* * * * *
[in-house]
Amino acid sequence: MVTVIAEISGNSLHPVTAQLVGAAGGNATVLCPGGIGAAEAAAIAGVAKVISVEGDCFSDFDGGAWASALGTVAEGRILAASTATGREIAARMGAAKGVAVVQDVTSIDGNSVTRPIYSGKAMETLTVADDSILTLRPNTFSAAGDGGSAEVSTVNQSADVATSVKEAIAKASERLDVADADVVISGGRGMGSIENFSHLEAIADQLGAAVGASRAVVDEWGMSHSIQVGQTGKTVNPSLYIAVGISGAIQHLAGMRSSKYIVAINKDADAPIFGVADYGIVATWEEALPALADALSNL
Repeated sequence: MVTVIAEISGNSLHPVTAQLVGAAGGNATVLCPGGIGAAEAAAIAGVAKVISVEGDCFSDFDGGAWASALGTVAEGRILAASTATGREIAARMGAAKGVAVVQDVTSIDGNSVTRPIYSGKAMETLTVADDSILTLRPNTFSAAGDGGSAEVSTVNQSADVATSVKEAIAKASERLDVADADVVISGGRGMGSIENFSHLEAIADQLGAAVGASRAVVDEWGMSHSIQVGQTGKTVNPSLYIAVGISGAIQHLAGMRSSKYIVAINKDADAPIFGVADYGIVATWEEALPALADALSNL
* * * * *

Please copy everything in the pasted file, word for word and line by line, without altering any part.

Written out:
[in-house]
Amino acid sequence: MVTVIAEISGNSLHPVTAQLVGAAGGNATVLCPGGIGAAEAAAIAGVAKVISVEGDCFSDFDGGAWASALGTVAEGRILAASTATGREIAARMGAAKGVAVVQDVTSIDGNSVTRPIYSGKAMETLTVADDSILTLRPNTFSAAGDGGSAEVSTVNQSADVATSVKEAIAKASERLDVADADVVISGGRGMGSIENFSHLEAIADQLGAAVGASRAVVDEWGMSHSIQVGQTGKTVNPSLYIAVGISGAIQHLAGMRSSKYIVAINKDADAPIFGVADYGIVATWEEALPALADALSNL
Repeated sequence: MVTVIAEISGNSLHPVTAQLVGAAGGNATVLCPGGIGAAEAAAIAGVAKVISVEGDCFSDFDGGAWASALGTVAEGRILAASTATGREIAARMGAAKGVAVVQDVTSIDGNSVTRPIYSGKAMETLTVADDSILTLRPNTFSAAGDGGSAEVSTVNQSADVATSVKEAIAKASERLDVADADVVISGGRGMGSIENFSHLEAIADQLGAAVGASRAVVDEWGMSHSIQVGQTGKTVNPSLYIAVGISGAIQHLAGMRSSKYIVAINKDADAPIFGVADYGIVATWEEALPALADALSNL